What causes corns and callus?
Callus is an area of hard skin on the foot caused by pressure or friction. This can be due to deformity, walking pattern or foot wear. Corns form when the pressure is over bone often at the joint. They can be very painful resulting in changes in walking patterns potentially causing problems with hips and knees.
There are different types of corns the most common of which are hard corns (a small concentrated area of hard skin often within a larger area of callus) and soft corns (a small area of whitish, rubbery skin found between the toes). There are also corns that incorporate small blood vessels making them painful and more difficult to treat.
Is it a corn or a verruca?
Corns are painful when you stand on them whereas verrucae are not usually painful. Verrucae often become painful when you squeeze them from the edges. Also the ridges in the skin (the foot’s ‘finger print’) continue through a corn, whereas they appear pushed aside in a verruca.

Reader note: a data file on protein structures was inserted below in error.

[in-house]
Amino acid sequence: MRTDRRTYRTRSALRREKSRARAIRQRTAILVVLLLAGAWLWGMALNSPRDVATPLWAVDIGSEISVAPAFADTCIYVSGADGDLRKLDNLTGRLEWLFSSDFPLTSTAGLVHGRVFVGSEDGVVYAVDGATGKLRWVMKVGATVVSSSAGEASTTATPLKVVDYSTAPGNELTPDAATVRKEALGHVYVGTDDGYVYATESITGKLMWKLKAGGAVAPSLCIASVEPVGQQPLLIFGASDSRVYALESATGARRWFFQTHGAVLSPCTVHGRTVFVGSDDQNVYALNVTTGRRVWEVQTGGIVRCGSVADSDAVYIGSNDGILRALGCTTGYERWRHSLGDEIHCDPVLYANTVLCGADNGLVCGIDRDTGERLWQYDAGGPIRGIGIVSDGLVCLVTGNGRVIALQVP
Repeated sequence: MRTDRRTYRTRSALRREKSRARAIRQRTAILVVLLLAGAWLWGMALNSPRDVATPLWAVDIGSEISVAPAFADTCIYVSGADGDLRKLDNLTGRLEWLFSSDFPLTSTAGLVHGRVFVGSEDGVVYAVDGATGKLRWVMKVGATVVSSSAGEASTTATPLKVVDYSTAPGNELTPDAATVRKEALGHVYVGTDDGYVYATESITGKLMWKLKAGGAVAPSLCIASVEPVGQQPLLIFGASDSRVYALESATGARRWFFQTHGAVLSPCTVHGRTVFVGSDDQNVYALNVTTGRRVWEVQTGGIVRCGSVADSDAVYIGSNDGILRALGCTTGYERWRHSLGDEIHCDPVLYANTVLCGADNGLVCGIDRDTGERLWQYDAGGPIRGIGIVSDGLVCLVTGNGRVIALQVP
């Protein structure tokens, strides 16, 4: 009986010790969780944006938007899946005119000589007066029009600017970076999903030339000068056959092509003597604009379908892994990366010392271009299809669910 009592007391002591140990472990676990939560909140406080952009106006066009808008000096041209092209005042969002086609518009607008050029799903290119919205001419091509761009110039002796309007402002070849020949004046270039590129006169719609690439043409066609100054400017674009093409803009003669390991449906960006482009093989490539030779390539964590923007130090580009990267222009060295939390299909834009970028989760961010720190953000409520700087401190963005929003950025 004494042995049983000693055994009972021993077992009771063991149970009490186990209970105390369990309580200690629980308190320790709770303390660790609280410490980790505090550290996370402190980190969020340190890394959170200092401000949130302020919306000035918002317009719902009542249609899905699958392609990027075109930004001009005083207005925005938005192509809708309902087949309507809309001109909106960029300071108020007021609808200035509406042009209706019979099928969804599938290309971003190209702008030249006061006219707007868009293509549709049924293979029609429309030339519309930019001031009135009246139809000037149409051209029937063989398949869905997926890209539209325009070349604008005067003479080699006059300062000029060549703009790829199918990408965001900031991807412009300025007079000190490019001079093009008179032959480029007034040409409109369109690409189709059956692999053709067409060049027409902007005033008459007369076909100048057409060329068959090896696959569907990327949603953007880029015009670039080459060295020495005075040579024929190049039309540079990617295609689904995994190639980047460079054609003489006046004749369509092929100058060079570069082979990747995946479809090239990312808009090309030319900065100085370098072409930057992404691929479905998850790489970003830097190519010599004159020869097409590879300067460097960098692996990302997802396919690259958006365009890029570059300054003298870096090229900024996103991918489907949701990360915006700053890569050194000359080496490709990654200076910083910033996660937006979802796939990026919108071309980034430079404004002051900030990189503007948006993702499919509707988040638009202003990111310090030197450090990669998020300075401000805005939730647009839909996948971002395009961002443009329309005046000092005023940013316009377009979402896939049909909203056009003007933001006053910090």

Why do I get them?
Some people have a greater tendency to develop corns and callus due to their foot type or age. We often lose the fatty cushioning from the ball and heel of our feet as we age making the bones more prominent under the skin surface.
How can I treat corns and callus?
Corns and callus can be debrided in the clinic and orthotic devices made to help cushion feet or separate toes.
Once the callus has been removed moisturising with foot creams containing urea (available from your local pharmacy) can help reduce callus build up. Heel balms contain a higher concentration of urea to foot creams. Care should be taken to avoid using on healthy skin.
Neurovascular and hard corns on otherwise healthy people can be debrided and treated in the clinic with silver nitrate.
Soft corns can be managed by using astringents such as witch hazel or surgical spirit to dry the macerated skin.
Replacing your shoes could help reduce or even eliminate corns and callus.
- If you’re getting corns on the top of your toes due to a hammer toe then make sure your shoes have a deep enough toe box to reduce the pressure.
- If the corn or callus is building up on your little toe check that your shoes are wide enough.
- If the corn or callus is building up on the tips of your toes then your feet could be moving too much in the shoe – making sure the shoe isn’t too big and wearing shoes with laces or adjustable straps can help.